The G20 is suffering from ageing populations and declining productivity growth. While a pervasive technology revolution is accelerating globalisation.
It is my pleasure to launch the OECD’s 2017 Employment Outlook, our flagship report on key labour market developments and prospects in OECD member countries. I’d like to thank Minister Nahles and Germany’s Federal Ministry of Employment and Social Affairs for hosting this event. Today’s launch is very timely given our High-Level Policy Forum on the new OECD Jobs Strategy here in Berlin.
Globalisation, demographic trends and technological change are transforming jobs in our economy. 9% of jobs across OECD countries could be automated in the next 15-20 years and a further 25% are at risk of significant change. The risk in emerging economies is even larger. According to recent studies, China and India together account for the largest technically automatable employment potential.
This review introduces the background to and issues at stake in promoting equal partnerships in families in Germany. It encourages German policy makers to build on the important reforms since the mid-2000s to enable both fathers and mothers to have careers and children, and urges families to “dare to share”. To those ends it places Germany’s experience in an international comparison, and draws from the experience in, for example, France and the Nordic countries which have longstanding policies to support work-life balance and strengthen gender equality. The review starts with an overview chapter also explaining why and how equal sharing pays for families, children, the economy and society as a whole. The book presents current outcomes, policy trends, as well as detailed analysis of the drivers of paid and unpaid work and how more equal partnerships in families may help sustain fertility rates. The book examines policies to promote partnership, looking both at persistent shortcomings and progress achieved through reform since the mid-2000s. The book includes a set of policy recommendations designed to enable parents to share work and family responsibilities more equally.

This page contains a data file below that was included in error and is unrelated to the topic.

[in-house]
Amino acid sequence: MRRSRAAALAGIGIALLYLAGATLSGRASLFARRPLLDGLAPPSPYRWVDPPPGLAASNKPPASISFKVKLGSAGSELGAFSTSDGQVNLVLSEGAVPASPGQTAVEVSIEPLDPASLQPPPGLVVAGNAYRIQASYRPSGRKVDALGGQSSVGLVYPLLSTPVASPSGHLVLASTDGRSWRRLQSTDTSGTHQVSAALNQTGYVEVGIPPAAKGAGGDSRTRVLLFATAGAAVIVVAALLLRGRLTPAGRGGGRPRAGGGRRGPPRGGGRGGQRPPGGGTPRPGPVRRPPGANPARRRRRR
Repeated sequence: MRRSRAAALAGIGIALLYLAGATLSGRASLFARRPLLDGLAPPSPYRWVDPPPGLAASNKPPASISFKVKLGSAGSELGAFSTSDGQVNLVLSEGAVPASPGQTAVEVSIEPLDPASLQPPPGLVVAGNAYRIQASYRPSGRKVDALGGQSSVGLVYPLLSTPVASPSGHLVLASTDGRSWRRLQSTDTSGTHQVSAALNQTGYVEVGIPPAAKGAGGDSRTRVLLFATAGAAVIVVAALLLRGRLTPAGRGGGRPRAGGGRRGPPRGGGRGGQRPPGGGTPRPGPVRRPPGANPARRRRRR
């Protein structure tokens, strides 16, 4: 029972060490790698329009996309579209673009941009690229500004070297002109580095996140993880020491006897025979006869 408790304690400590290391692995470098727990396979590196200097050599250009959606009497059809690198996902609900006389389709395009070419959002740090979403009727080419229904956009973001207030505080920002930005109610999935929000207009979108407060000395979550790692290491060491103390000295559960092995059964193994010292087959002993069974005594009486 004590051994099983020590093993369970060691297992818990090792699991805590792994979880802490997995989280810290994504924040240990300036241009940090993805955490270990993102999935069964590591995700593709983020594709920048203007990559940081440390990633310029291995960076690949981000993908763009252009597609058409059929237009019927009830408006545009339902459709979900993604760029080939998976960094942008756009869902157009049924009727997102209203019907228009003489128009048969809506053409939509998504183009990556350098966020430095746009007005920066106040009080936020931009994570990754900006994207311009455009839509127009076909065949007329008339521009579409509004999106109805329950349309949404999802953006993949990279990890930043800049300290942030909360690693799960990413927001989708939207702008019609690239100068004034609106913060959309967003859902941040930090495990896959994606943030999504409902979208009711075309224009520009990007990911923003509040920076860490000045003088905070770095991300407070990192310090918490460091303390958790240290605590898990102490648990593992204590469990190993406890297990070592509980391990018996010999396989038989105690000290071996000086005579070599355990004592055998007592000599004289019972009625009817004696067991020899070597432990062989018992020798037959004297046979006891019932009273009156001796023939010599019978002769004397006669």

Population ageing is setting in earlier in Germany than in most other OECD economies and will be marked.
The German economy has steadily recovered from the 2008 global crisis. Thanks to past reforms, the labour market has proved strong and export performance has been impressive.
Skills drive economic growth and can boost social cohesion. With growth increasingly driven by productivity improvements, the future economic and social well-being of OECD countries will depend upon providing our young people with the right skills to succeed in the 21st century job market.
While past labour market reforms have been successful in terms of employment, the relative poverty risk and income inequality have remained broadly unchanged in recent years.
Two rounds of the Survey of Adult Skills are under way: Round 1 (2008-13) with 24 participating countries, whose results were released in October 2013, and Round 2 (2012-16) with 9 participating countries, whose results will be released in 2016. A third round is scheduled to begin in May 2014.
English, PDF, 1,838kb
OECD Reviews of Vocational Education and Training. A Skills beyond School Review of Germany.